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Product Details

  • ISBN-13: 9780199334827
  • Publisher: Oxford University Press, USA
  • Publication date: 11/30/2004
  • Sold by: Barnes & Noble
  • Format: eBook
  • Sales rank: 576,845
  • File size: 5 MB

Meet the Author

John-Peter Pham is a frequent writer and commentator on religious and public affairs. An alumnus of the post-graduate Pontifical Ecclesiastical Academy, he served as a Vatican diplomat as well as an aide to both the Vicar General of His Holiness for the Vatican and the President of the Pontifical Council for Justice and Peace. Dr. Pham recently joined the faculty of the Center for Liberal and Applied Social Sciences at James Madison University.

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Table of Contents

Introduction : John Paul II crosses a threshold 1
Ch. 1 The Pope is dead! 10
Ch. 2 Before there were conclaves 40
Ch. 3 The cardinals under lock and key 62
Ch. 4 The conclaves of the twentieth century 97
Ch. 5 Thou art Peter! 135
Ch. 6 The next conclave : looking beyond John Paul II 142
App. 1 The succession of popes 175
App. 2 The apostolic constitution Universi Dominici Gregis on the vacancy of the apostolic See and the election of the Roman pontiff 189
App. 3 Cardinals presently eligible to vote in a conclave 215
App. 4 Biographical notes on select personalities, historical and present, appearing in the narrative 231
App. 5 A glossary of select terms 291
App. 6 Last will and testament of blessed Pope John XXIII 311
App. 7 Last will and testament of Pope Paul VI 315
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Sort by: Showing all of 10 Customer Reviews
  • Anonymous

    Posted November 9, 2004

    Informative and Subtly Provocative

    The reviewers on the dust jacket are right. Not only is this book 'very readable,' but it's the 'most complete one volume explanation' of the obscure topic of how popes have been chosen. All that is enough to make this book a worthwhile read. However, I think there's more to this insider's guide. While the author doesn't come out and say it, there is a provocative conclusion to be drawn from his detailed description of the papacy's historical imperfections: The institution itself needs to be radically reformed in order to tap back into its spiritual roots and to keep in sync with its faithful. Maybe the author is too diplomatic to say it, but the conclusion is obvious from his fascinating narrative.

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  • Anonymous

    Posted November 14, 2004

    A Great History

    Pham manages the amazing feat of compressing nearly two millennia of historical complexity into an easily accessible read while sacrificing neither the narrative thread nor the overarching themes - a rare accomplishment in any historical field, much less the minefield of church history. Even more amazingly, he manages to maintain a balance, joining neither the shrill critics of the Roman papacy nor its amen chorus of apologists. This book is recommendable to all audiences, Catholic and non-Catholic, liberal and conservative, scholar and lay. I predict this book is destined to be 'the' spectator's guide as Pope John Paul II's days near their end and the world once more focuses on the mysterious rituals that will play themselves out in the Vatican.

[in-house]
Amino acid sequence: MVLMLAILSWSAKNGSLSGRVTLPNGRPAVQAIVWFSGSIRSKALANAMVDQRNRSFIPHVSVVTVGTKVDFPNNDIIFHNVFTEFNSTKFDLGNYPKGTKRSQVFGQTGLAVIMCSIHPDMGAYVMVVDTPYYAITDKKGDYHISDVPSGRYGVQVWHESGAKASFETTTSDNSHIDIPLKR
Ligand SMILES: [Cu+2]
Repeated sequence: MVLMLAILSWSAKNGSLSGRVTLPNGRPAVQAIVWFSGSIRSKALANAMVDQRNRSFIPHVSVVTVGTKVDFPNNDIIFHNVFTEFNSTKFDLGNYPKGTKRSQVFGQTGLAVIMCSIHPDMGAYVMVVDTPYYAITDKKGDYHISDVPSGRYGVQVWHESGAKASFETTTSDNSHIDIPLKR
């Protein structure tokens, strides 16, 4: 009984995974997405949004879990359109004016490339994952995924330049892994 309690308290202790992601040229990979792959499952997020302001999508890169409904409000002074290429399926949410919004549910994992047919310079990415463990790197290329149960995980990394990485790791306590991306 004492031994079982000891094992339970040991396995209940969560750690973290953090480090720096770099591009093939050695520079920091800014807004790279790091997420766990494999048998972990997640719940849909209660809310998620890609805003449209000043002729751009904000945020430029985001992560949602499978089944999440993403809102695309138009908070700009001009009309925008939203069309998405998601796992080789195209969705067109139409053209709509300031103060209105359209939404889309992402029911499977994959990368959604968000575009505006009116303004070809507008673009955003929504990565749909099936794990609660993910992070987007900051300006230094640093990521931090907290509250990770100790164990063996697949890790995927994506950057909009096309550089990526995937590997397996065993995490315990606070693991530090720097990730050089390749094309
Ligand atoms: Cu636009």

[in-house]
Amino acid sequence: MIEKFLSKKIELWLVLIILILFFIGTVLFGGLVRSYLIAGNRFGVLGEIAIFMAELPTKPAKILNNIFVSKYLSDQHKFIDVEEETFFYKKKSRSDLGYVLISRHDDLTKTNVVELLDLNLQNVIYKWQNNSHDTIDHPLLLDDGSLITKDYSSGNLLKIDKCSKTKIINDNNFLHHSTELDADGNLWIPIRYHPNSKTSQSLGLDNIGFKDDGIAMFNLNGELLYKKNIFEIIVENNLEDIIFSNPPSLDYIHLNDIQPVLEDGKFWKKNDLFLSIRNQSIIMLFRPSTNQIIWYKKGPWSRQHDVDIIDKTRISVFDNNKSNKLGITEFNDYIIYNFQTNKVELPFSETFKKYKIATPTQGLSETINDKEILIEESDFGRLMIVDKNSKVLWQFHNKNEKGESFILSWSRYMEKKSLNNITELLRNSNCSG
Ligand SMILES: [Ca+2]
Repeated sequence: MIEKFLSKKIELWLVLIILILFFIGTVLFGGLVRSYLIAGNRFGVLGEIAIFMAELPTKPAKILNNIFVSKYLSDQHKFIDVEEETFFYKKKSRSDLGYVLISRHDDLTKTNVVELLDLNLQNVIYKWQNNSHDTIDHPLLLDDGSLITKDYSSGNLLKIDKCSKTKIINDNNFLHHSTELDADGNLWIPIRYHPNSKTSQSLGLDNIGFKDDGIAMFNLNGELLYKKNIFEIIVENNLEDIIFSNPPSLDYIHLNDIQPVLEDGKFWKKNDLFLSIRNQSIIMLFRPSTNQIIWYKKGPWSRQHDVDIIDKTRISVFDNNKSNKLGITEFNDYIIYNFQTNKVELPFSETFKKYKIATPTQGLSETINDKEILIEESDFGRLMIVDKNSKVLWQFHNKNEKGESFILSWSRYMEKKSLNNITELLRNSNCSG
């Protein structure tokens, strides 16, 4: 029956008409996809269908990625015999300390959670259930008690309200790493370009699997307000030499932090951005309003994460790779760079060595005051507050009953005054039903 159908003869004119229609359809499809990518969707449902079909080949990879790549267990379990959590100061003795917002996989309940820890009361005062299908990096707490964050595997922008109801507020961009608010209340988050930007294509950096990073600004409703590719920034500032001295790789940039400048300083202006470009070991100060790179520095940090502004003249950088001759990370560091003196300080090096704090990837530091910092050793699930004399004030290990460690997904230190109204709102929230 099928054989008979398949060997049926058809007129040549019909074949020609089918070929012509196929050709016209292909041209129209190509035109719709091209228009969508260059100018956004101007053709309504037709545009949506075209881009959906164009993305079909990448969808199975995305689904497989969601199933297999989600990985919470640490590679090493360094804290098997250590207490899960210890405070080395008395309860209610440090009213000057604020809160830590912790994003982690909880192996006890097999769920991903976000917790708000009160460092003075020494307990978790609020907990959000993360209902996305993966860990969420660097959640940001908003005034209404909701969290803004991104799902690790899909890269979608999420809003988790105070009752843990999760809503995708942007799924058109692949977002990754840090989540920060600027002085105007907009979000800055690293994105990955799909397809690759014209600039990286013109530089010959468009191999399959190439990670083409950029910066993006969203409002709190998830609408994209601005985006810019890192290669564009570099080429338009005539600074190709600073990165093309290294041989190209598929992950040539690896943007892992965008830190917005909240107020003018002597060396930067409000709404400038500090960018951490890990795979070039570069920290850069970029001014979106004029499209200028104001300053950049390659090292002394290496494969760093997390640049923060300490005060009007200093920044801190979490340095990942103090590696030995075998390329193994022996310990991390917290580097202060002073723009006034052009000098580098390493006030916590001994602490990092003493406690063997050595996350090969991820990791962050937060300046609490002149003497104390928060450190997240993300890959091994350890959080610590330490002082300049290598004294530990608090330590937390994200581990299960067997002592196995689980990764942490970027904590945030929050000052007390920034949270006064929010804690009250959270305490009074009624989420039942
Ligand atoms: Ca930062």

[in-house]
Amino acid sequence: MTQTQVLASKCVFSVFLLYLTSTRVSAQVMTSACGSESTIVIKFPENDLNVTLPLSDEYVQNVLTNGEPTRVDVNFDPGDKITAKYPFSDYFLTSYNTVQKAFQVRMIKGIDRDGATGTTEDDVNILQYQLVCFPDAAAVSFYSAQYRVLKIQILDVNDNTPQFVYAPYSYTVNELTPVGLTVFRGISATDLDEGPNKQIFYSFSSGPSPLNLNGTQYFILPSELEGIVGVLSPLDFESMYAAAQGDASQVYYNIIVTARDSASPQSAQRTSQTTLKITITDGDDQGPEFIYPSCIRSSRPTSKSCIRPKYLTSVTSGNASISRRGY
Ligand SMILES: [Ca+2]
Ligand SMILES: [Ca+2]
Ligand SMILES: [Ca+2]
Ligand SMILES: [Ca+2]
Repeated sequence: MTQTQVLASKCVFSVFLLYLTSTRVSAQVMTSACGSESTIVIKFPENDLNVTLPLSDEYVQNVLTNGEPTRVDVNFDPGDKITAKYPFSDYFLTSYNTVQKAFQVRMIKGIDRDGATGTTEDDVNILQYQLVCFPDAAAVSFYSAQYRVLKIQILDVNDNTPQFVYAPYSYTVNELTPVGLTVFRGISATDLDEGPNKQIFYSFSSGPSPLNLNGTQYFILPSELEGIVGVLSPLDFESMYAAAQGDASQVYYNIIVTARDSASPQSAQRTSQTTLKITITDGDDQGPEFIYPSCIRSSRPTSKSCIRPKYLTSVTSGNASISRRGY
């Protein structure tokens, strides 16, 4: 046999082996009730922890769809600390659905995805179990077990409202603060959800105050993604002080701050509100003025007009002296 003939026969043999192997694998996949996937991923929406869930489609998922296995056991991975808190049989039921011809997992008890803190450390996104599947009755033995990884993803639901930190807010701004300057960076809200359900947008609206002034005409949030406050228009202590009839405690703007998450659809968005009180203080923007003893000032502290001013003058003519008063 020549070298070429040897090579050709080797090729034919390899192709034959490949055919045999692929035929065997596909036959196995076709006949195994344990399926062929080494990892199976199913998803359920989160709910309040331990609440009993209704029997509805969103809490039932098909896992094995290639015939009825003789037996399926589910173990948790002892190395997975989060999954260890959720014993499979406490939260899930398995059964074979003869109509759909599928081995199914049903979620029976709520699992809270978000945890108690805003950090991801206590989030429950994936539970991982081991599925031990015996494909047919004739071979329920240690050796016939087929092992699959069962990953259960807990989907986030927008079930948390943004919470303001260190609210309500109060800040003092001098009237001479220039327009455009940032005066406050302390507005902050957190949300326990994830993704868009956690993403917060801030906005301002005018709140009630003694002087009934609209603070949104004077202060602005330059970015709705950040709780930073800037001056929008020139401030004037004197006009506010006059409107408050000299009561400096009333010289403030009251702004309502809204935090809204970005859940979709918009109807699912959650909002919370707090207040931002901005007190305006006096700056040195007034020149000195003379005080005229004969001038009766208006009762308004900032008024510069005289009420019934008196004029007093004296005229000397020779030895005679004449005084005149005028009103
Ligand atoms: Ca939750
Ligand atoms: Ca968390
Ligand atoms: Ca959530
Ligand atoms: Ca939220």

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  • Anonymous

    Posted December 3, 2004

    An Indispensable Reference Despite Its Flaws

    The author has carefully gathered a prodigious amount of historical material - much of it inaccessable to all but a few polyglots, some of it entirely inaccessable because of the sources in the church hierarchy or archives. While his presentation of all this raw matter and, above all, the length of this work are not the most felicitous, there is no doubt that this book is destined to be the indispensable reference. Down the road others will perhaps produce out of this mass one or more reader-friendly volumes, but they'll all have to start with this foundational work.

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  • Anonymous

    Posted December 3, 2004

    A Fascinating Political History and Analysis

    When Pope John Paul II dies, the election of his successor will have a tremendous impact not only on the more than one billion Catholics around the world, but perhaps even more far-reaching impact on the rest of the world than many analysts appreciate. Not only will the next Pope lead his coreligious, but he will have a significant role to play on the world stage. Despite this import, the way that the Roman Catholic goes about selecting its head are a mystery to most outsiders - and probably the majority of its own members. Consequently, I am delighted that John-Peter Pham has written a book that, prescinding from the purely spiritual internal matters that are not the province of outsiders, presents a fascinating history of this electoral process and a thoughtful analysis of its current political dynamics. In this light the best part of the book is, in my opinion, the middle section where the author takes the reader through the conclave process step by step and gives fascinating historical anecdotes to illustrate his points. My only criticism of this excellent book is that its length - the professional reviewers are more than correct in noting that it will be the definitive work on this subject - may be daunting to many readers and the scholarly apparatus (seven appendices plus notes and bibliography) maybe too much.

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  • Anonymous

    Posted December 3, 2004

    Heirs of the Fisherman: Behind the Scenes of Papal Death and Succession

    This is perhaps the best-informed and researched account of the secretive process that the Catholic Church uses to pick its supreme head. I'm not a Catholic, but I picked it up because, like many non-members of this largest Christian denomination, I'm fascinated by its history and ritual even as I disagree with many of its doctrinal stances. The author writes in a clear and interesting manner, rendering an obscure topic easily accessible to the intelligent reading public. Unfortunately, the author perhaps has too much to tell and the narrative gets long at times. Nonetheless, it's probably the best guide out there for those interested in this subject matter.